Managing arb Files for Flutter App's Multilingual Support in yaml Format | okaryo.log

Managing arb Files for Flutter App's Multilingual Support in yaml Format



I have incorporated multilingual support in my personal subscription management app subskun developed with Flutter.

The multilingual support was implemented according to the official Flutter documentation. However, as the app’s features increased, the arb file for multilingual settings became large and less readable. Despite implementing measures like prefixing, managing became cumbersome.

Hence, I decided to split the multilingual configuration file by feature.

About the Package Used

Upon research, the slang package seemed usable.

It’s a feature-rich package. Not only does it support file splitting, but it also allows you to write multilingual configuration files in json, yaml, and csv formats.

Originally, with arb files, I couldn’t write comments. So, I chose to create using yaml, which supports in-file commenting. However, upon reflection, if splitting by feature eliminates the need for comments, the simpler json format might also suffice.


The official README is comprehensive, which should suffice for most needs. In this article, I will write about my own experience with splitting files by feature into yaml format.

Install the Package

When using Flutter, the slang_flutter package is also required. The latest version at the moment is 3.7.0.

  slang: 3.7.0
  slang_flutter: 3.7.0

Create yaml Files by Feature

Naming convention for files is as follows. The <namespace> part must be in camel case.


I created files in the following manner, but various directory structures seem possible.

 └── feature1/
      └── feature1_en.yaml
      └── feature1_ja.yaml
 └── feature2/
      └── feature2_en.yaml
      └── feature2_ja.yaml

# This is also OK.
 └── feature1_en.yaml
 └── feature1_ja.yaml
 └── feature2_en.yaml
 └── feature2_ja.yaml

# This is also OK.
 └── en/
      └── feature1.yaml
      └── feature2.yaml
 └── ja/
      └── feature1.yaml
      └── feature2.yaml

In this example, the content of the yaml file is as follows. By embedding in the form of ${}, variables can be handled similarly to Dart string variables.

# Contents of feature1_en.yaml
header: Header
content: This is ${content}

# Contents of feature1_ja.yaml
header: ヘッダー
content: これは${content}

Note that changing the embedded variable format is possible by adjusting settings. Details can be found at:

Create a Configuration File for slang

Additional settings are required to enable file splitting and the use of yaml format. Place slang.yaml or build.yaml directly under the project. Below is an example of the slang.yaml setup.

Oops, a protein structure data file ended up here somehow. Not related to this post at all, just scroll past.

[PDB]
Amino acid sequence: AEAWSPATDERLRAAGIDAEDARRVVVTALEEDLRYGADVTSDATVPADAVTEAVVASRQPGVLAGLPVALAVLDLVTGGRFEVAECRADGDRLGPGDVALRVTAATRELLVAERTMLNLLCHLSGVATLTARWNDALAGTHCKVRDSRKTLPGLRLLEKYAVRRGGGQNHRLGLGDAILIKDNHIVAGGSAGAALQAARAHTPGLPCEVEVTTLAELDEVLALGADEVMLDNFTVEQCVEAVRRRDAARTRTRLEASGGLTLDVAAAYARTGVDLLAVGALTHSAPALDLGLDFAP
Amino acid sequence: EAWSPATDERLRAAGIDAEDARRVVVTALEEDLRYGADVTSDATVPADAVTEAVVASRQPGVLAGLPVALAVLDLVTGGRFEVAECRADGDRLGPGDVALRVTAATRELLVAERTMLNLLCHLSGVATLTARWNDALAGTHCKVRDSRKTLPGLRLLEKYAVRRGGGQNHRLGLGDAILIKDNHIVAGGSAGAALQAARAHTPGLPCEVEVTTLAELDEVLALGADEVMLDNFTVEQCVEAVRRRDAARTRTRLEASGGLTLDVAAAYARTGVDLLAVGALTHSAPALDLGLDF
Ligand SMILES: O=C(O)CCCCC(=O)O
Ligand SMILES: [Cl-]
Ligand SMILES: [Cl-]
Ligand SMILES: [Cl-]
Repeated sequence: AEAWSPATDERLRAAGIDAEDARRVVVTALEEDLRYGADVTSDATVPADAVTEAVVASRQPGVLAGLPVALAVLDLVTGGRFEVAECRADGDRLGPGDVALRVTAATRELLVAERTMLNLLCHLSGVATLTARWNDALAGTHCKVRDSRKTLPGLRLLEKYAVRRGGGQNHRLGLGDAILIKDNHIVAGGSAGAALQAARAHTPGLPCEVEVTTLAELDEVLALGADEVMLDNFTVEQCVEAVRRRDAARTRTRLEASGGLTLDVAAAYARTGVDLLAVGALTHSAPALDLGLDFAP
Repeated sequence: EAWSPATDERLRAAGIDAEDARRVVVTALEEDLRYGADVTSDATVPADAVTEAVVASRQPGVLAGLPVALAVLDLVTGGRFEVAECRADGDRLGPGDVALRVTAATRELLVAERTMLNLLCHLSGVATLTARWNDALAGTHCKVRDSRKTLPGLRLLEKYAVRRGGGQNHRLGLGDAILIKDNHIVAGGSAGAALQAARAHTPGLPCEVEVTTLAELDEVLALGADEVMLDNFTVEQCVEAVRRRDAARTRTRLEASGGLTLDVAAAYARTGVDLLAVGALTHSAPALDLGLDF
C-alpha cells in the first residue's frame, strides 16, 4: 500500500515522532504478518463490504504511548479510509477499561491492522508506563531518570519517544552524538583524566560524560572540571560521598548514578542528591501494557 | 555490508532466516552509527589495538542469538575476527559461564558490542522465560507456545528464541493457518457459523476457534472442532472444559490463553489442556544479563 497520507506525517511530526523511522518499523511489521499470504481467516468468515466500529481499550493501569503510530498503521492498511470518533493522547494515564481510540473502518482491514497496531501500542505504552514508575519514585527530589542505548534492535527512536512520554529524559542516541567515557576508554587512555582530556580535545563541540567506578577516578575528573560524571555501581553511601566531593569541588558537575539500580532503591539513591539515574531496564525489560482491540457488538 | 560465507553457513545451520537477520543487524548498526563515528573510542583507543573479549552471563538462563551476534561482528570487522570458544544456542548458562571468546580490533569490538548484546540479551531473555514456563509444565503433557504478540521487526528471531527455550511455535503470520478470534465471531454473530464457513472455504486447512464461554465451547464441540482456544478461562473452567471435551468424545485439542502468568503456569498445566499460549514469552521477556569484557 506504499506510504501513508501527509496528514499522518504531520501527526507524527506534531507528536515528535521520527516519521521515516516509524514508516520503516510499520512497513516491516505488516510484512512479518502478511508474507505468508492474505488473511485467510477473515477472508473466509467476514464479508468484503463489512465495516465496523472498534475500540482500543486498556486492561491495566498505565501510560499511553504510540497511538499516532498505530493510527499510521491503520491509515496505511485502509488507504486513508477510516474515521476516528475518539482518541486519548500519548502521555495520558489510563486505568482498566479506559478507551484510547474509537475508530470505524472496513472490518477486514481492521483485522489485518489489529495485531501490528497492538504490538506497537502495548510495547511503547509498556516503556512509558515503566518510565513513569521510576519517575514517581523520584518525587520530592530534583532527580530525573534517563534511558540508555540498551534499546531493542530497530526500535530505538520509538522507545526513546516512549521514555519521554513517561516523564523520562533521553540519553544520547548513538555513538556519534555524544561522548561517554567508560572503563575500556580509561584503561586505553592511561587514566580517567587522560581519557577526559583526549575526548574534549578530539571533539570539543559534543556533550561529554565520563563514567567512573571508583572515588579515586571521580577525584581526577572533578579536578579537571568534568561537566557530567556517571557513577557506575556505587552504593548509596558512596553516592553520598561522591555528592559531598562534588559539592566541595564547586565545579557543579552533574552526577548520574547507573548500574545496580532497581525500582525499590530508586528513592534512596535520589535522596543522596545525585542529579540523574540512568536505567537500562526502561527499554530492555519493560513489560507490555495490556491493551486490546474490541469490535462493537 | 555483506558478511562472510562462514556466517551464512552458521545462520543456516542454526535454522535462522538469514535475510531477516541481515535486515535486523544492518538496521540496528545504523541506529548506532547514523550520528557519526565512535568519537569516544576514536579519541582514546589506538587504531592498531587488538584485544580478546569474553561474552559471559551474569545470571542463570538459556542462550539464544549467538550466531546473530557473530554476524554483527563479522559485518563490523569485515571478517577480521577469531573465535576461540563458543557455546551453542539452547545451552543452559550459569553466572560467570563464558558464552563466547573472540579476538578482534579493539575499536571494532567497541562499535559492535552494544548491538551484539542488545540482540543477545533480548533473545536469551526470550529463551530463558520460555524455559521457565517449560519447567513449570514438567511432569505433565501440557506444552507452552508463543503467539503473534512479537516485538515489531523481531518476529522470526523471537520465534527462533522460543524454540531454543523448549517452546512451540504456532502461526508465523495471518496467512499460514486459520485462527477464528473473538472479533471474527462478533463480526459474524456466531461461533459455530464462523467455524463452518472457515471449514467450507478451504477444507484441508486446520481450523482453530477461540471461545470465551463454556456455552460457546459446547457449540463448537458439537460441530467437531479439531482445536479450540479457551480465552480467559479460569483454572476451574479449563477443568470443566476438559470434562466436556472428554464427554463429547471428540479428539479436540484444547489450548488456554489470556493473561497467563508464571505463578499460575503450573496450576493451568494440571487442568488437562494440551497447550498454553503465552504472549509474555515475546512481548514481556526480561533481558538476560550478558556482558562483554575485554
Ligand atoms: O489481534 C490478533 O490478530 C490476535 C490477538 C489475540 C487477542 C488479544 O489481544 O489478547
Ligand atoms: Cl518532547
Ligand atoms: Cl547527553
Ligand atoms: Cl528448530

namespaces: true # Enables file splitting
input_directory: lib/i18n
input_file_pattern: .yaml # The default is json, so if you're using another format, you need to specify it
output_directory: lib/i18n
output_file_name: translations.g.dart

Setup Inside the Code

Lastly, configure the code to use slang.

// Entry point
void main() {
  runApp(TranslationProvider(child: MyApp()));

// Where MaterialApp is used
  locale: TranslationProvider.of(context).flutterLocale,
  supportedLocales: LocaleSettings.supportedLocales,
  localizationsDelegates: GlobalMaterialLocalizations.delegates,
  child: FirstScreen(),


Now, you can build using the following command:

flutter pub run slang

This generates a file named lib/i18n/translations.g.dart. Output destination and file name can be changed in the settings.

Using it

You can import the generated file and use it as shown below. You can also use directory names split by function as namespaces and pass arguments.

import 'package:hoge/i18n/translations.g.dart';

final header = t.feature1.header;
final content = t.feature1.content(content: 'content'); 

This seems much easier to use than the original AppLocalizations, as it doesn’t require context.

This t variable can also be changed in settings. There’s a plethora of features and settings, so I recommend reading the README.


In conclusion, slang allowed me to split multilingual setting files by feature, which has greatly improved manageability and readability. The decision to choose yaml also provides the flexibility of adding comments, which can be beneficial for understanding complex texts.

Managing translations can be daunting, but packages like slang can simplify the process, especially for larger projects.

If you want to introduce multilingual support to your Flutter apps, consider the slang package for its versatile features.

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